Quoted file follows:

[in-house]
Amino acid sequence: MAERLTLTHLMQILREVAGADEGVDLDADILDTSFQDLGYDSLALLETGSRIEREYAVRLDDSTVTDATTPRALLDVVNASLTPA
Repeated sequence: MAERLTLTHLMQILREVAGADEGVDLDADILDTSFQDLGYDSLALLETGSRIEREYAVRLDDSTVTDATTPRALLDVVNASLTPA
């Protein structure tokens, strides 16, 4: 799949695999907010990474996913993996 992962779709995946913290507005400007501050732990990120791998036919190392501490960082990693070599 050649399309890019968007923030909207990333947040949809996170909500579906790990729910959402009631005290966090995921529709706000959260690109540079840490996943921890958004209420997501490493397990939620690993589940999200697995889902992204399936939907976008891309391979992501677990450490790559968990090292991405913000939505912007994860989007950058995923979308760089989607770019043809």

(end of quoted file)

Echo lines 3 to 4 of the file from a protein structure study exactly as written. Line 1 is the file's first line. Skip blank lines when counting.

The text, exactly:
Repeated sequence: MAERLTLTHLMQILREVAGADEGVDLDADILDTSFQDLGYDSLALLETGSRIEREYAVRLDDSTVTDATTPRALLDVVNASLTPA
């Protein structure tokens, strides 16, 4: 799949695999907010990474996913993996 992962779709995946913290507005400007501050732990990120791998036919190392501490960082990693070599 050649399309890019968007923030909207990333947040949809996170909500579906790990729910959402009631005290966090995921529709706000959260690109540079840490996943921890958004209420997501490493397990939620690993589940999200697995889902992204399936939907976008891309391979992501677990450490790559968990090292991405913000939505912007994860989007950058995923979308760089989607770019043809």